Emily lights the way with her ice cream torch.

Emily always had a few little irrational fears growing up. She’s doing pretty well these days with balloons and clowns, but we didn’t know until fairly recently that she used to be afraid to be in the house alone.

Emily is ready to jump behind the couch after seeing a clown on TV.


Quite a shiner for the star of the Lynnhurst Park softball team.

Emily has always been very athletic and liked sports and exercise. I still remember those first soccer practices when she was 6 years old, gymnastics, softball, and later on, track.

I was so proud of her when she stuck with soccer even when it became apparent that she wasn’t going to be a starter in her senior year. She played for the love of playing and was a well-liked team leader.

She’s tried a lot of sports over the years and loves being active. She’s completed two marathons as well as a couple of half-marathons — the most recent being the Med City half-marathon in Rochester on Sunday.

.

Here’s one of my favorite photos of her. She was (I think) 14 or 15 and starting to look like the mature Emily we know and love today. The print has a nasty wrinkle running across it. I hope to find a better print or the negative some day.

I think Emily told me once that she doesn't like this photo, but I do like it and that's all that matters.

In 1999 she went off to college in Virginia and life was never the same again — for us or for her. But it was a great experience for her and I’m so glad she was able to do that. She made some good friends at UVA — not to mention meeting a young Mr. Cedermark from New Jersey — even though that friendship didn’t take off until a few years after graduation.

Emily worked as a tour guide during college at Monticello, Thomas Jefferson's home in Charlottesville, Virginia.

Well, one thing led to another, as they say, and soon Emily and the Cedermark lad were wed and lived in Jersey City. They moved to Rochester, Minnesota almost a year ago to start the next chapter of their lives together.

Emily with Andrew and Craig - the two Cedermark boys she DIDN'T marry.


She married well. As we like to say in Minnesota - Ya, they clean up pretty good, don't they?

Emily has grown up to be a beautiful woman and genuinely good person. She’s got a good head on her shoulders and her heart is in the right place. What a wonderful feeling it is to be her Dad.

She recently contributed to my 5th grade team’s trip to Wolf Ridge Environmental Learning Center in northern Minnesota — both financially and by volunteering to come with us as a chaperone. It was great for my students to be able to spend some time with her. They loved her and she pitched in and worked hard at making sure my girls were on top of things. I and my students can’t thank her enough for spending those 3 days with us.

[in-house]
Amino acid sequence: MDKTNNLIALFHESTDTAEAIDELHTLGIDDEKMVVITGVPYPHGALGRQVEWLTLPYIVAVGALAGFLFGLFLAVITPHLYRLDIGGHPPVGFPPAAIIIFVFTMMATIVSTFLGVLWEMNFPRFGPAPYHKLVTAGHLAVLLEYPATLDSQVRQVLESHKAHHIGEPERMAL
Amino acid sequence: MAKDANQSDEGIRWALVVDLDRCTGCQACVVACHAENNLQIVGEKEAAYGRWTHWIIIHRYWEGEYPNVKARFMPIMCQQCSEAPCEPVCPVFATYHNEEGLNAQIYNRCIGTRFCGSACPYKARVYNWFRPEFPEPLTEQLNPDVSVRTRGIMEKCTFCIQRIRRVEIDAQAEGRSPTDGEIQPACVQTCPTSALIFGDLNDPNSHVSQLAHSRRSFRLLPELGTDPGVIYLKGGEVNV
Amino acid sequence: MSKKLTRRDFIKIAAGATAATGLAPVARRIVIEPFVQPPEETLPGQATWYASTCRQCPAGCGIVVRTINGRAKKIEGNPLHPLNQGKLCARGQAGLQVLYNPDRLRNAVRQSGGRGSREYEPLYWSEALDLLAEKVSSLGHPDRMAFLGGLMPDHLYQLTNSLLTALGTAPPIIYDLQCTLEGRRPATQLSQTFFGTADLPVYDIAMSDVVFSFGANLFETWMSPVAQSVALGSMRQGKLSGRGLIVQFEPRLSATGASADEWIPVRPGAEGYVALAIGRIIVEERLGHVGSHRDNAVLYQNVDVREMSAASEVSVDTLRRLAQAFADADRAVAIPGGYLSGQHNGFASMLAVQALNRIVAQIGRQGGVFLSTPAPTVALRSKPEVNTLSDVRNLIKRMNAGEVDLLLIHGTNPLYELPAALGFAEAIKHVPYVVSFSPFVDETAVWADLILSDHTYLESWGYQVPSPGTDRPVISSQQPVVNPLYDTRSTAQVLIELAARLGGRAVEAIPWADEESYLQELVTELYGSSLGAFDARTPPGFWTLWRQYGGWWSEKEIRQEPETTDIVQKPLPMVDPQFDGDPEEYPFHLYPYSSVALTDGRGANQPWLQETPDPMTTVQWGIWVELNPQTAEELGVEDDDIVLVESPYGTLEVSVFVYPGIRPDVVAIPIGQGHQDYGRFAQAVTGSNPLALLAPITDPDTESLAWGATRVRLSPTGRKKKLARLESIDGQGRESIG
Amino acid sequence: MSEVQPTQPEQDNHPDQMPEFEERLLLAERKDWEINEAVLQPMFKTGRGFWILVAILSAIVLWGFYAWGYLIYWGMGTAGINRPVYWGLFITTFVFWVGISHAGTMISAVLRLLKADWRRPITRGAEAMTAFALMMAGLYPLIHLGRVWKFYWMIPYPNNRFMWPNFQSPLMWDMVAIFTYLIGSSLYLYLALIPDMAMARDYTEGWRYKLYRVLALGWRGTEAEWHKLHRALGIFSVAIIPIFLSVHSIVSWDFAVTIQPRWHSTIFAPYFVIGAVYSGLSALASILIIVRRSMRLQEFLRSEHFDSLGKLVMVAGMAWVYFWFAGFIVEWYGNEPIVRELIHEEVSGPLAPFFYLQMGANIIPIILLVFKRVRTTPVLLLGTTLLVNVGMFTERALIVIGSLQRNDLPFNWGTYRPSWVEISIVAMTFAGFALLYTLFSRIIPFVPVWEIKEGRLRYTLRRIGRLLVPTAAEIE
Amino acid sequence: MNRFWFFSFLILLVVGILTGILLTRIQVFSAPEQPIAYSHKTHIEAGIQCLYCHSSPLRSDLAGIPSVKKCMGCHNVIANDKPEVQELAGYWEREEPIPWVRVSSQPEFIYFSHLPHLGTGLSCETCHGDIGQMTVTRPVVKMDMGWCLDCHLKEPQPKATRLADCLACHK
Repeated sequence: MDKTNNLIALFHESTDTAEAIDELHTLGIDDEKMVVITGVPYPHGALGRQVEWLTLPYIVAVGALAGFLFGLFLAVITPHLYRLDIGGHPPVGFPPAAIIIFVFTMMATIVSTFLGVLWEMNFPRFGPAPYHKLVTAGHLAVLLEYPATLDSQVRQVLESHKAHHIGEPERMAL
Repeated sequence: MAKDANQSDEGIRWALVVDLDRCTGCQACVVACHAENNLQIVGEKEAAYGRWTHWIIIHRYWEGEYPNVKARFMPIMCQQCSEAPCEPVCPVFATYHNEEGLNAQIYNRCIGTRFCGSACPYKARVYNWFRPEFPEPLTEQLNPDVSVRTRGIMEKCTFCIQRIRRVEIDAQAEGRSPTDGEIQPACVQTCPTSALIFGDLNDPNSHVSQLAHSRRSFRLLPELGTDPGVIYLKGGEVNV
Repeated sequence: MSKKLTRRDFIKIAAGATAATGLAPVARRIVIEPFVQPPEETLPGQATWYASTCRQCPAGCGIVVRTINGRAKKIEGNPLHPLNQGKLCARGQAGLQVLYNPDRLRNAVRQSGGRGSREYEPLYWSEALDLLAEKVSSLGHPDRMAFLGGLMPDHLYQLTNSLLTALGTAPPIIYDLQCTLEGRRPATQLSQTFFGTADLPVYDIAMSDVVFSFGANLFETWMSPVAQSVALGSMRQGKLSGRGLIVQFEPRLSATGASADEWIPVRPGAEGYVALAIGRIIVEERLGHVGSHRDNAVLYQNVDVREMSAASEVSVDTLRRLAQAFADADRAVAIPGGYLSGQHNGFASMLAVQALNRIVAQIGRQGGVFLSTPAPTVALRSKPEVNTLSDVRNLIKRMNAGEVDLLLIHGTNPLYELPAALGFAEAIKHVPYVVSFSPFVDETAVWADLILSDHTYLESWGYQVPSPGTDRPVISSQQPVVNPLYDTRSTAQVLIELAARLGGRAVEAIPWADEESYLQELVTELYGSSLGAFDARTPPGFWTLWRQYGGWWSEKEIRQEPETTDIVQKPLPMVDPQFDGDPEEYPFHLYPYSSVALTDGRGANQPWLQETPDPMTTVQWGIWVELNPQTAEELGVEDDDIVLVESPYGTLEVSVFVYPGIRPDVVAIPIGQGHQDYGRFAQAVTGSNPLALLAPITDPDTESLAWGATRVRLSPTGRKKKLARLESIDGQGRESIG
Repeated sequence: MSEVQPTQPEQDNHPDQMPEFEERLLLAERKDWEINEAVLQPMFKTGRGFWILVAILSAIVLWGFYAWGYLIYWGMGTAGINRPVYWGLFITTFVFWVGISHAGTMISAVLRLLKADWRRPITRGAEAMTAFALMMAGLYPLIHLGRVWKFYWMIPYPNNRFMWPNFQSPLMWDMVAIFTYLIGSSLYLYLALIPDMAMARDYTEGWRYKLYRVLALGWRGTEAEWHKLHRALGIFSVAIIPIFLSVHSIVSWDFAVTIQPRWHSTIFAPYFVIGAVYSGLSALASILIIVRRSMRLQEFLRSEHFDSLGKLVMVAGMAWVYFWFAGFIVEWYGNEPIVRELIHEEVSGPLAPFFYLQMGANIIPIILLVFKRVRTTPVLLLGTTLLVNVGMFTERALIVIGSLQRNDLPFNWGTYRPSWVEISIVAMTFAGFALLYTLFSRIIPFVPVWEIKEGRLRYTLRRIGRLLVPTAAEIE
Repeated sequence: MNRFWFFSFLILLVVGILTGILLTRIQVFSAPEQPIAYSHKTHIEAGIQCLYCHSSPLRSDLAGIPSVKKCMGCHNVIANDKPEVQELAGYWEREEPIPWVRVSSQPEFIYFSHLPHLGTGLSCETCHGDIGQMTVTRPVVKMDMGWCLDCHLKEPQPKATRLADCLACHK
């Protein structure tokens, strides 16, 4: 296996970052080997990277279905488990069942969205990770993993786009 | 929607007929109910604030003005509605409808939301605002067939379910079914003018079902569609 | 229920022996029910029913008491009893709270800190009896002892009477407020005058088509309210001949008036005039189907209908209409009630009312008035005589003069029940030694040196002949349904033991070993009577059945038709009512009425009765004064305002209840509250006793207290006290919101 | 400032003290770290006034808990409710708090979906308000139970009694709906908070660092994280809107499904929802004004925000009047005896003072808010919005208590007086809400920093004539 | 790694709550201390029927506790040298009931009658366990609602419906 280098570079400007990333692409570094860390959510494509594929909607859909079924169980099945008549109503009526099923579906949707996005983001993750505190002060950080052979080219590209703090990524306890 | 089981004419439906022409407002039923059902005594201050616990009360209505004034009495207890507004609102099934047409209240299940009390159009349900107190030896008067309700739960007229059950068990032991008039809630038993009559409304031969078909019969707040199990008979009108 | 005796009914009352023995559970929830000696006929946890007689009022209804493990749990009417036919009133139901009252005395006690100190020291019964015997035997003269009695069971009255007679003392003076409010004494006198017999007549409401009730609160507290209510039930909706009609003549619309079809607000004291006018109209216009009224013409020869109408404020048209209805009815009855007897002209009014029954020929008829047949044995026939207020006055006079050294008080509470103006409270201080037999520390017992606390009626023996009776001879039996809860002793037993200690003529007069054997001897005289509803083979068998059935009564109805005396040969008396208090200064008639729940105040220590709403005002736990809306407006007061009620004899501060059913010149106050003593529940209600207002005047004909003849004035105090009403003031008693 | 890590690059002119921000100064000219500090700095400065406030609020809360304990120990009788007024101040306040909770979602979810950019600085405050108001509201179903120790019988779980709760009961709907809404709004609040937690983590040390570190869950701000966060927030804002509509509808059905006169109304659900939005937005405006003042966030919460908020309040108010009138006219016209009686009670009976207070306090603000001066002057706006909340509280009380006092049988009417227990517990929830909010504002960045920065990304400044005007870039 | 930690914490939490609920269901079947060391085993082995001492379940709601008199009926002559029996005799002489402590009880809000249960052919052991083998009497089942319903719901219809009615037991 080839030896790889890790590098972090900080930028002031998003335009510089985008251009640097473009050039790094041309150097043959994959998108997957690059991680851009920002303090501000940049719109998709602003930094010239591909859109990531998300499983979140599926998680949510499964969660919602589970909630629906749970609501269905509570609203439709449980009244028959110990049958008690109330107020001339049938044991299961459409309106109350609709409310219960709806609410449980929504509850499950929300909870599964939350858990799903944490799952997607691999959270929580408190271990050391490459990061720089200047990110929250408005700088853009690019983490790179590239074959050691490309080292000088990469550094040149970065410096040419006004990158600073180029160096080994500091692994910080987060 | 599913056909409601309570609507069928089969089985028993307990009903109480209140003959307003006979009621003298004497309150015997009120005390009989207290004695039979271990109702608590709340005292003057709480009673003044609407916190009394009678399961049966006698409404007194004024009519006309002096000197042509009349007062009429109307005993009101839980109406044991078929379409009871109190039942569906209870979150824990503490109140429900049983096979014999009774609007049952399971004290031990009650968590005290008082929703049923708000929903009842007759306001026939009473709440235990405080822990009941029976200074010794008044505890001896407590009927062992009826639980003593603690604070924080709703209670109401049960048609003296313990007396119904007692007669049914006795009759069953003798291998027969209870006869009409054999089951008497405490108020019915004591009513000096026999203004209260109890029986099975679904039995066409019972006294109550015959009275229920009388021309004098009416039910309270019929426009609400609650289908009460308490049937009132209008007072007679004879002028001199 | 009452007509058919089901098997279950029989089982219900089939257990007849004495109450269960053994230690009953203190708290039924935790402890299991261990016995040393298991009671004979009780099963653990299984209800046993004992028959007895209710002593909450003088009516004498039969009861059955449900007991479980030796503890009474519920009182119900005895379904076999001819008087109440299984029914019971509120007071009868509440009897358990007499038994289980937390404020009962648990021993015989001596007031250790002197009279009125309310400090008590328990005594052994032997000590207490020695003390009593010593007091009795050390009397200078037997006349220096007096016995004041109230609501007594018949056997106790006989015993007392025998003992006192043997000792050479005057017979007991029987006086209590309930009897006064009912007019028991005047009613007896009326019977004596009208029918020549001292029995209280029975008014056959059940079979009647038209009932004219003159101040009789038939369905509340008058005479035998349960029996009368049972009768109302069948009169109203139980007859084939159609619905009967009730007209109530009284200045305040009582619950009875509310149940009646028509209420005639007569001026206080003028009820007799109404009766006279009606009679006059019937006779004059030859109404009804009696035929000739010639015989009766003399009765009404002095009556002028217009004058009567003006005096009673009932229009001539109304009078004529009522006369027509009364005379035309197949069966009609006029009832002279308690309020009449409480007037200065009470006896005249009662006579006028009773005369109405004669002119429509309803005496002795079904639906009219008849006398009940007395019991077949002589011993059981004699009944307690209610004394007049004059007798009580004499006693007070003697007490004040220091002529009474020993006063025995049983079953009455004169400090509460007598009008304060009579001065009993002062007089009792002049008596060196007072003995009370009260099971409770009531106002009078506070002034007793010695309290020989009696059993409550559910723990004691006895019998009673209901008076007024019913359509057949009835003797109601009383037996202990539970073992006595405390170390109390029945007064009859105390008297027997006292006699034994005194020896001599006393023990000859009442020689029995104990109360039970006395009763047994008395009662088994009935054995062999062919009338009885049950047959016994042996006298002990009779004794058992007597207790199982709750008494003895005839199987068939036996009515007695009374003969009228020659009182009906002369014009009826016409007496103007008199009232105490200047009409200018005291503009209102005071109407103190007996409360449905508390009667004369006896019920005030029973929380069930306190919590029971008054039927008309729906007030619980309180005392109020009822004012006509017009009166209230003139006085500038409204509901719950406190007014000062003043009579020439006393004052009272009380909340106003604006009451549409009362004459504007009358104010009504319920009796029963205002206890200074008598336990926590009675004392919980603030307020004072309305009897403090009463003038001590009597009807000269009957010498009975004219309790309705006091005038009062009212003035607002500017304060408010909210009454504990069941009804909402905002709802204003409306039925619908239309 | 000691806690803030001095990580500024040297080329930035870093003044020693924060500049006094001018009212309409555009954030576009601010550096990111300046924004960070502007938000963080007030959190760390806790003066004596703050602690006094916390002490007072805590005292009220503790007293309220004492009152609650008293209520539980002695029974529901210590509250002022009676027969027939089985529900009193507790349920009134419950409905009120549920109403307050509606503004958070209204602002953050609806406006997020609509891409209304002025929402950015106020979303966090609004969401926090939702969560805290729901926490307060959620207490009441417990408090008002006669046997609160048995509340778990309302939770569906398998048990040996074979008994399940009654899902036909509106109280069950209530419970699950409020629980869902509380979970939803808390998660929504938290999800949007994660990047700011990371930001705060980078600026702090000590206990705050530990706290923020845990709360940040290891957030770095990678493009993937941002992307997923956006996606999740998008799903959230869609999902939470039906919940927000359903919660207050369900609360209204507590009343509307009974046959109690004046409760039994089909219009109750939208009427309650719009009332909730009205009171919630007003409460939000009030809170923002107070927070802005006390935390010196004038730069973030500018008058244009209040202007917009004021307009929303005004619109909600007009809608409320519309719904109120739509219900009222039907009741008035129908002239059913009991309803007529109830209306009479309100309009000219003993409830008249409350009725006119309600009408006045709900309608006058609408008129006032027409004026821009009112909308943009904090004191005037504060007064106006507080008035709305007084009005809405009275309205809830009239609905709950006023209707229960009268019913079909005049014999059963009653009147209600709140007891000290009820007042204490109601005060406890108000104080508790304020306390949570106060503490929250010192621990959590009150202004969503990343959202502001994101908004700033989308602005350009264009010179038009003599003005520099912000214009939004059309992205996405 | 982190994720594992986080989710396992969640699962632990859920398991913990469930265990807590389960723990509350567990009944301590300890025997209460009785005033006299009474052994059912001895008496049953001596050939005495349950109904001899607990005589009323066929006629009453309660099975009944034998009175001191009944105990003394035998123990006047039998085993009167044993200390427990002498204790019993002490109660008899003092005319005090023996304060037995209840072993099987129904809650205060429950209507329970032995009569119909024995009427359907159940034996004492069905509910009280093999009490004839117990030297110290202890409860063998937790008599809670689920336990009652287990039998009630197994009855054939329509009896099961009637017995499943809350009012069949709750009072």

Emily, Ajoyia and Josh at Wolf Ridge

On Emily’s birthday the other day, I got to run a half-marathon with her, her sister Lauren, Kyle’s brother Andrew and his friend Carianne in Rochester. It was a wonderful time. I’m so lucky to be able to do things like this with my kids and I’ll never forget how great it feels.

Med City Half-Marathon - only 13.1 miles to go! (photo by Kyle Cedermark)

Emily, you’re 30. Wow, that’s amazing to think about — not in a way that you’re getting old, but to think about all you’ve accomplished and experienced already, the places you’ve been — and you’re only 30!

You’ve come so far from little (yellowish) baby “Billie”.

Thanks for being such a wonderful daughter.

Love you,
Dad

Wolf Ridge trip coming soon — help us if you can.

My class and five other 5th-grade classrooms from Andersen School in Minneapolis are headed for Wolf Ridge Environmental Learning Center in northern Minnesota in two months. It’s going to be a great learning experience for our students, not to mention a lot of fun. (Read my post about last year’s trip here)

Lisa Hartmann's band of "voyageurs" prepares to paddle the big canoe.

97% of the students of our school come from families below the poverty line. Two-thirds speak English as a second language. Virtually all are students of color. They also blow just about every stereotype of kids from these kinds of backgrounds out of the water. They are, for the most part, bright, well-behaved, good students, good kids. Most of them come from strong families, good parents and have hard-working role models in their lives.

So what’s the problem? A couple of things.

Can you touch the mountain goat at the top of the climbing wall?


First, most of them have not had the experiences in their lives that children from wealthier backgrounds have. Summer camps, music lessons, sports teams, seeing other places, doing new things, being away from home — all that stuff that many of us want for our children — are lacking for many of these students.

.
The other thing they lack is money. When you are “working poor”, you live paycheck to paycheck. You often work more than one job and worry constantly about making ends meet. You don’t have savings to dip into for things like expensive field trips.

The total bill for our 5th grade team is in the neighborhood of $22,000 for this 3-day trip (and that’s after a break on the bus price and the Wolf Ridge fee). That breaks down to nearly $200 per student. At other schools, they do some fundraising, but many families can afford to pay the money — maybe even kick in a little extra for a scholarship.

Ojibwe heritage class teaches students about the life of the native people of the north woods of Minnesota